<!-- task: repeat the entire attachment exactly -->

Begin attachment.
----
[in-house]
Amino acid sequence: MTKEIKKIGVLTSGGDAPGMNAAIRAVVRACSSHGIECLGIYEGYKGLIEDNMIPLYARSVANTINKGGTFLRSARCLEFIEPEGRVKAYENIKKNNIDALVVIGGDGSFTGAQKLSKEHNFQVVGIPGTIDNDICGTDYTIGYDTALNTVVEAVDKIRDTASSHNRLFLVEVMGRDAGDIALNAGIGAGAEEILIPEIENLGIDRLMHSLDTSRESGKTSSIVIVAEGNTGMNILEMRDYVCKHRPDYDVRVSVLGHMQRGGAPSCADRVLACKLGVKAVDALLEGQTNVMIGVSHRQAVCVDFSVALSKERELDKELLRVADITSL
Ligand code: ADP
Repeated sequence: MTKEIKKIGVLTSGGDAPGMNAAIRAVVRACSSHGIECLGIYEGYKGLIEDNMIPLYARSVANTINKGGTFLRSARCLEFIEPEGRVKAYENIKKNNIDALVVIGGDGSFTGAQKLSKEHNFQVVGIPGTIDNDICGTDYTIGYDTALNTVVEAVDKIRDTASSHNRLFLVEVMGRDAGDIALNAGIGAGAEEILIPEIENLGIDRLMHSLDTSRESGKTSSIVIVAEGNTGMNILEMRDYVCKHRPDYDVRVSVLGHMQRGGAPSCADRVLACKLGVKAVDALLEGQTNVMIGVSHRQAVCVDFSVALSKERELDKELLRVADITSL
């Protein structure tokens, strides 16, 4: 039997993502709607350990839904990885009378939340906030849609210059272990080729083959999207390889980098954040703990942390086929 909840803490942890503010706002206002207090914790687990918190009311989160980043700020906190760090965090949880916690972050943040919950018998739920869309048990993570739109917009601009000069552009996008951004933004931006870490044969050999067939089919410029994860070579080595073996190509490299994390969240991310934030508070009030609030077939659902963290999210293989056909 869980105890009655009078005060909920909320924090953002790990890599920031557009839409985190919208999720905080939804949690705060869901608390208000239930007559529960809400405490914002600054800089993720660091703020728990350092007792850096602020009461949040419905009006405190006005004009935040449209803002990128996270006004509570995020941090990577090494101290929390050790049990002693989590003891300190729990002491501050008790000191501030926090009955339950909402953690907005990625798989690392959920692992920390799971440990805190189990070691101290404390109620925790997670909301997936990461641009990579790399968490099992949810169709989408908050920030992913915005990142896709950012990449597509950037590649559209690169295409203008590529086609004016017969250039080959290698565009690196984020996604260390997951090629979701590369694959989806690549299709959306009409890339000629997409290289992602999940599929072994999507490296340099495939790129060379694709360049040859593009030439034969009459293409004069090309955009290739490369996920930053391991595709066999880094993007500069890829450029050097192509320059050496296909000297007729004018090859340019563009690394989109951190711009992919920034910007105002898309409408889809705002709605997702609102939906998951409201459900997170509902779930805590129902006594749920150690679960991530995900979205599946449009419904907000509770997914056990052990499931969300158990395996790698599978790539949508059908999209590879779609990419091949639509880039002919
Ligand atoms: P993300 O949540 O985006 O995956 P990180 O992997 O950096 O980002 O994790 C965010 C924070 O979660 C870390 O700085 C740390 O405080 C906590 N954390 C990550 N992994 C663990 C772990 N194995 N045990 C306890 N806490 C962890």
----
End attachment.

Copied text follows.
[in-house]
Amino acid sequence: MTKEIKKIGVLTSGGDAPGMNAAIRAVVRACSSHGIECLGIYEGYKGLIEDNMIPLYARSVANTINKGGTFLRSARCLEFIEPEGRVKAYENIKKNNIDALVVIGGDGSFTGAQKLSKEHNFQVVGIPGTIDNDICGTDYTIGYDTALNTVVEAVDKIRDTASSHNRLFLVEVMGRDAGDIALNAGIGAGAEEILIPEIENLGIDRLMHSLDTSRESGKTSSIVIVAEGNTGMNILEMRDYVCKHRPDYDVRVSVLGHMQRGGAPSCADRVLACKLGVKAVDALLEGQTNVMIGVSHRQAVCVDFSVALSKERELDKELLRVADITSL
Ligand code: ADP
Repeated sequence: MTKEIKKIGVLTSGGDAPGMNAAIRAVVRACSSHGIECLGIYEGYKGLIEDNMIPLYARSVANTINKGGTFLRSARCLEFIEPEGRVKAYENIKKNNIDALVVIGGDGSFTGAQKLSKEHNFQVVGIPGTIDNDICGTDYTIGYDTALNTVVEAVDKIRDTASSHNRLFLVEVMGRDAGDIALNAGIGAGAEEILIPEIENLGIDRLMHSLDTSRESGKTSSIVIVAEGNTGMNILEMRDYVCKHRPDYDVRVSVLGHMQRGGAPSCADRVLACKLGVKAVDALLEGQTNVMIGVSHRQAVCVDFSVALSKERELDKELLRVADITSL
């Protein structure tokens, strides 16, 4: 039997993502709607350990839904990885009378939340906030849609210059272990080729083959999207390889980098954040703990942390086929 909840803490942890503010706002206002207090914790687990918190009311989160980043700020906190760090965090949880916690972050943040919950018998739920869309048990993570739109917009601009000069552009996008951004933004931006870490044969050999067939089919410029994860070579080595073996190509490299994390969240991310934030508070009030609030077939659902963290999210293989056909 869980105890009655009078005060909920909320924090953002790990890599920031557009839409985190919208999720905080939804949690705060869901608390208000239930007559529960809400405490914002600054800089993720660091703020728990350092007792850096602020009461949040419905009006405190006005004009935040449209803002990128996270006004509570995020941090990577090494101290929390050790049990002693989590003891300190729990002491501050008790000191501030926090009955339950909402953690907005990625798989690392959920692992920390799971440990805190189990070691101290404390109620925790997670909301997936990461641009990579790399968490099992949810169709989408908050920030992913915005990142896709950012990449597509950037590649559209690169295409203008590529086609004016017969250039080959290698565009690196984020996604260390997951090629979701590369694959989806690549299709959306009409890339000629997409290289992602999940599929072994999507490296340099495939790129060379694709360049040859593009030439034969009459293409004069090309955009290739490369996920930053391991595709066999880094993007500069890829450029050097192509320059050496296909000297007729004018090859340019563009690394989109951190711009992919920034910007105002898309409408889809705002709605997702609102939906998951409201459900997170509902779930805590129902006594749920150690679960991530995900979205599946449009419904907000509770997914056990052990499931969300158990395996790698599978790539949508059908999209590879779609990419091949639509880039002919
Ligand atoms: P993300 O949540 O985006 O995956 P990180 O992997 O950096 O980002 O994790 C965010 C924070 O979660 C870390 O700085 C740390 O405080 C906590 N954390 C990550 N992994 C663990 C772990 N194995 N045990 C306890 N806490 C962890």